Design/methodology/approach

Nevertheless, a large amount of progress still remains to be made. While some of the works have focused on the performances of the materials, the rest have focused on the development of new methods and techniques in additive manufacturing.

Findings

This paper critically evaluates the current 3D printing technologies, including the development and optimizations made to the printing methods, as well as the printed objects. Meanwhile, previous developments in this area and contributions to the modern trend in manufacturing technology are summarized briefly.

Originality/value

The paper can be summarized in three sections. Firstly, the existing printing methods along with the frequently used printing materials, as well as the processing parameters, and the factors which influence the quality and mechanical performances of the printed objects are discussed. Secondly, the optimization techniques, such as topology, shape, structure and mechanical property, are described. Thirdly, the latest development and applications of additive manufacturing are depicted, and the scope of future research in the relevant area is put forward.

Details

Rapid Prototyping Journal, vol. 25 no. 6
Type: Research Article
ISSN: 1355-2546

Keywords

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Article
Publication date: 3 April 2017

Eujin Pei, Giselle Hsiang Loh, David Harrison, Henrique de Amorim Almeida, Mario Domingo Monzón Verona and Rubén Paz

The purpose of this paper is to extend existing knowledge of 4D printing, in line with Khoo et al. (2015) who defined the production of 4D printing using a single…

Abstract

Purpose

The purpose of this paper is to extend existing knowledge of 4D printing, in line with Khoo et al. (2015) who defined the production of 4D printing using a single material, and 4D printing of multiple materials. It is proposed that 4D printing can be achieved through the use of functionally graded materials (FGMs) that involve gradational mixing of materials and are produced using an additive manufacturing (AM) technique to achieve a single component.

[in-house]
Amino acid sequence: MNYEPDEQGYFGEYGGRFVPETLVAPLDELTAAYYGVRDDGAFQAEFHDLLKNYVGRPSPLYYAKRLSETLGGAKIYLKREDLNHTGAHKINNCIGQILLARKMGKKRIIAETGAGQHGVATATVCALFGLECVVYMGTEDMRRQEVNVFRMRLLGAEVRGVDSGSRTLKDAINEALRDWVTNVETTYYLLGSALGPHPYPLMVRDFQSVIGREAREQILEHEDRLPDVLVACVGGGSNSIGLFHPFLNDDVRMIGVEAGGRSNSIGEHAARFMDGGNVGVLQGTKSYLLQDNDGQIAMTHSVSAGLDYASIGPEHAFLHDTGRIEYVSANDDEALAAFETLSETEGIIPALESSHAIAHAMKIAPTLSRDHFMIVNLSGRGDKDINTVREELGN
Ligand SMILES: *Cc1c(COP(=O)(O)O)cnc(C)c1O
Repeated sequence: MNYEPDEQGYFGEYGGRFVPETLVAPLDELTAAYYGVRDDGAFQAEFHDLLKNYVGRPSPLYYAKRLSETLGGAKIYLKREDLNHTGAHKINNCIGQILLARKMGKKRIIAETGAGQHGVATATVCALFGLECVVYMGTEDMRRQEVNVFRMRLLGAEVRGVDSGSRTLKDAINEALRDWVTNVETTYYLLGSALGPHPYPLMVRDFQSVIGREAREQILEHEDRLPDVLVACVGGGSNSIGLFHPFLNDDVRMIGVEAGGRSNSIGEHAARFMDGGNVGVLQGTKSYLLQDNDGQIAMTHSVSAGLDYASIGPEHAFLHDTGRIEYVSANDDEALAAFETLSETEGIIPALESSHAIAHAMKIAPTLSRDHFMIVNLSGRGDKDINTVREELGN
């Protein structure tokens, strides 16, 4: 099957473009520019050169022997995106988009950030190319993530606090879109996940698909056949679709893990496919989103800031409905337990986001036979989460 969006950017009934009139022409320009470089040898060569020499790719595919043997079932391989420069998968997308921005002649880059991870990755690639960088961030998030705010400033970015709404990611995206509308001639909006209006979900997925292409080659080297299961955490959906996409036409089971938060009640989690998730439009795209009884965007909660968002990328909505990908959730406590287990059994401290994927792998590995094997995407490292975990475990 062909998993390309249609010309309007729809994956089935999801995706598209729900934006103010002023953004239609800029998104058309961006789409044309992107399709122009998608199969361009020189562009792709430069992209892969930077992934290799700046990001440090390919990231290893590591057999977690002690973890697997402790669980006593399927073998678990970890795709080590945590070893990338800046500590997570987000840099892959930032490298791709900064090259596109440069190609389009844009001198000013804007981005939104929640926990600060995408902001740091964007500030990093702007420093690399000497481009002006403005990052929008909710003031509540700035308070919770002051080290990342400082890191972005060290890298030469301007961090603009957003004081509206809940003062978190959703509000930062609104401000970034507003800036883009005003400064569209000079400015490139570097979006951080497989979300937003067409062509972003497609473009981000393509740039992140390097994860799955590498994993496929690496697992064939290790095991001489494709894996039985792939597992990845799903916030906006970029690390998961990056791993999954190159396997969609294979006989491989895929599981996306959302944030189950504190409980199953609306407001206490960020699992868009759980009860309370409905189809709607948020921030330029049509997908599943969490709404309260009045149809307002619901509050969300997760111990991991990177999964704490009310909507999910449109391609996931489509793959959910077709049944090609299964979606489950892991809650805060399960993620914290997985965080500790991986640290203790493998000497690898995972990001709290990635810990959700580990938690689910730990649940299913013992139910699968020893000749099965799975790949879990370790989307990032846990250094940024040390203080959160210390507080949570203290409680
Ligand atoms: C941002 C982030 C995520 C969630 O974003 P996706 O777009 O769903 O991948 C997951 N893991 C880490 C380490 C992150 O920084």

Design/methodology/approach

The latest state-of-the-art literature was extensively reviewed, covering aspects of materials, processes, computer-aided design (CAD), applications and made recommendations for future work.

Findings

This paper clarifies that functionally graded additive manufacturing (FGAM) is defined as a single AM process that includes the gradational mixing of materials to fabricate freeform geometries with variable properties within one component. The paper also covers aspects of materials, processes, CAD, applications and makes recommendations for future work.

Research limitations/implications

This paper examines the relationship between FGAM and 4D printing and defines FGAM as a single AM process involving gradational mixing of materials to fabricate freeform geometries with variable properties within one component. FGAM requires better computational tools for modelling, simulation and fabrication because current CAD systems are incapable of supporting the FGAM workflow.

Practical implications

It is also identified that other factors, such as strength, type of materials, etc., must be taken into account when selecting an appropriate process for FGAM. More research needs to be conducted on improving the performance of FGAM processes through extensive characterisation of FGMs to generate a comprehensive database and to develop a predictive model for proper process control. It is expected that future work will focus on both material characterisation as well as seamless FGAM control processes.

Originality/value

This paper examines the relationship between FGAM and 4D printing and defines FGAM as a single AM process that includes gradational mixing of materials to fabricate freeform geometries with variable properties within one component.

Details

Assembly Automation, vol. 37 no. 2
Type: Research Article
ISSN: 0144-5154

Keywords

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Article
Publication date: 18 July 2018

Mohammad Abu Hasan Khondoker, Asad Asad and Dan Sameoto

This paper aims to target to print functionally gradient materials (FGM) devices made of immiscible polymers in multi-material fused deposition modelling (FDM) systems…

Abstract

Purpose

This paper aims to target to print functionally gradient materials (FGM) devices made of immiscible polymers in multi-material fused deposition modelling (FDM) systems. The design is intended to improve adhesion of dissimilar thermoplastics without the need for chemical compatibilization so that filaments from many different sources can be used effectively. Therefore, there is a need to invent an alternative solution for printing multiple immiscible polymers in an FDM system with the desired adhesion.